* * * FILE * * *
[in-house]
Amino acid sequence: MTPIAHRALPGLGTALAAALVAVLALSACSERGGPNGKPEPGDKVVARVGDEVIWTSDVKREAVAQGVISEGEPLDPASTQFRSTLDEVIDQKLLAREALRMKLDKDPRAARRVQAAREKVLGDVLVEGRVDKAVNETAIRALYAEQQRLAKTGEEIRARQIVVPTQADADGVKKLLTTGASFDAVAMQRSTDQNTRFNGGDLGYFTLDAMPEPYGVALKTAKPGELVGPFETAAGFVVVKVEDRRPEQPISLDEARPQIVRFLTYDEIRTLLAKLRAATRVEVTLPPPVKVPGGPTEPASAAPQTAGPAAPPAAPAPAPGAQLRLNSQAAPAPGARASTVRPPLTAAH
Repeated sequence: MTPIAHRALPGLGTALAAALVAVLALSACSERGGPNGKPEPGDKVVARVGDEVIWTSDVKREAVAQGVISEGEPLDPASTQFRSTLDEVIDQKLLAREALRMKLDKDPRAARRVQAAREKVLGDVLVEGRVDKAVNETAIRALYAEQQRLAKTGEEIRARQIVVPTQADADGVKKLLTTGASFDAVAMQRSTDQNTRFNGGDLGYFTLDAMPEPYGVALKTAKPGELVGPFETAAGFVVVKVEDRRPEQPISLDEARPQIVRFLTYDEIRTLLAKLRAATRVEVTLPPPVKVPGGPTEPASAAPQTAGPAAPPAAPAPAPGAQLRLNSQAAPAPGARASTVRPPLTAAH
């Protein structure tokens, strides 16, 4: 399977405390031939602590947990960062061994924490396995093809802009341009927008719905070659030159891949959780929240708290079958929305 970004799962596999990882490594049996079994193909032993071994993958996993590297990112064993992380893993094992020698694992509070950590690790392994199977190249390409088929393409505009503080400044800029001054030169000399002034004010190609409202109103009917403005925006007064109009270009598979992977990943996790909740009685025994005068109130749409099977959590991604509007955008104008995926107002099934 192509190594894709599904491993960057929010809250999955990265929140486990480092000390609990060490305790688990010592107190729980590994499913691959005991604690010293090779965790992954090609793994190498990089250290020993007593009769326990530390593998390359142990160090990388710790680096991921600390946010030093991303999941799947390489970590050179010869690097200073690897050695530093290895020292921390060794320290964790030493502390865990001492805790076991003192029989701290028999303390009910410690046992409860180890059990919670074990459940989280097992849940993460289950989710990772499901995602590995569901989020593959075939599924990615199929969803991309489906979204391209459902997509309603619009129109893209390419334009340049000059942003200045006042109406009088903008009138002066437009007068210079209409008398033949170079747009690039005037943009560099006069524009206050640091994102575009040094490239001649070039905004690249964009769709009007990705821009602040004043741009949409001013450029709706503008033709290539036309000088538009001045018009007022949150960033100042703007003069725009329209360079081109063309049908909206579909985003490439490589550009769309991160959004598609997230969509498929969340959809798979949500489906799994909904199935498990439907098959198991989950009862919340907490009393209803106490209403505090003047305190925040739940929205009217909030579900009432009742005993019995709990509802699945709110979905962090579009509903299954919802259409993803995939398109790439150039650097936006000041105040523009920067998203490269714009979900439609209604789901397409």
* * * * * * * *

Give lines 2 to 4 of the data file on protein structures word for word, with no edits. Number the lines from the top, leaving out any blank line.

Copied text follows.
Amino acid sequence: MTPIAHRALPGLGTALAAALVAVLALSACSERGGPNGKPEPGDKVVARVGDEVIWTSDVKREAVAQGVISEGEPLDPASTQFRSTLDEVIDQKLLAREALRMKLDKDPRAARRVQAAREKVLGDVLVEGRVDKAVNETAIRALYAEQQRLAKTGEEIRARQIVVPTQADADGVKKLLTTGASFDAVAMQRSTDQNTRFNGGDLGYFTLDAMPEPYGVALKTAKPGELVGPFETAAGFVVVKVEDRRPEQPISLDEARPQIVRFLTYDEIRTLLAKLRAATRVEVTLPPPVKVPGGPTEPASAAPQTAGPAAPPAAPAPAPGAQLRLNSQAAPAPGARASTVRPPLTAAH
Repeated sequence: MTPIAHRALPGLGTALAAALVAVLALSACSERGGPNGKPEPGDKVVARVGDEVIWTSDVKREAVAQGVISEGEPLDPASTQFRSTLDEVIDQKLLAREALRMKLDKDPRAARRVQAAREKVLGDVLVEGRVDKAVNETAIRALYAEQQRLAKTGEEIRARQIVVPTQADADGVKKLLTTGASFDAVAMQRSTDQNTRFNGGDLGYFTLDAMPEPYGVALKTAKPGELVGPFETAAGFVVVKVEDRRPEQPISLDEARPQIVRFLTYDEIRTLLAKLRAATRVEVTLPPPVKVPGGPTEPASAAPQTAGPAAPPAAPAPAPGAQLRLNSQAAPAPGARASTVRPPLTAAH
């Protein structure tokens, strides 16, 4: 399977405390031939602590947990960062061994924490396995093809802009341009927008719905070659030159891949959780929240708290079958929305 970004799962596999990882490594049996079994193909032993071994993958996993590297990112064993992380893993094992020698694992509070950590690790392994199977190249390409088929393409505009503080400044800029001054030169000399002034004010190609409202109103009917403005925006007064109009270009598979992977990943996790909740009685025994005068109130749409099977959590991604509007955008104008995926107002099934 192509190594894709599904491993960057929010809250999955990265929140486990480092000390609990060490305790688990010592107190729980590994499913691959005991604690010293090779965790992954090609793994190498990089250290020993007593009769326990530390593998390359142990160090990388710790680096991921600390946010030093991303999941799947390489970590050179010869690097200073690897050695530093290895020292921390060794320290964790030493502390865990001492805790076991003192029989701290028999303390009910410690046992409860180890059990919670074990459940989280097992849940993460289950989710990772499901995602590995569901989020593959075939599924990615199929969803991309489906979204391209459902997509309603619009129109893209390419334009340049000059942003200045006042109406009088903008009138002066437009007068210079209409008398033949170079747009690039005037943009560099006069524009206050640091994102575009040094490239001649070039905004690249964009769709009007990705821009602040004043741009949409001013450029709706503008033709290539036309000088538009001045018009007022949150960033100042703007003069725009329209360079081109063309049908909206579909985003490439490589550009769309991160959004598609997230969509498929969340959809798979949500489906799994909904199935498990439907098959198991989950009862919340907490009393209803106490209403505090003047305190925040739940929205009217909030579900009432009742005993019995709990509802699945709110979905962090579009509903299954919802259409993803995939398109790439150039650097936006000041105040523009920067998203490269714009979900439609209604789901397409």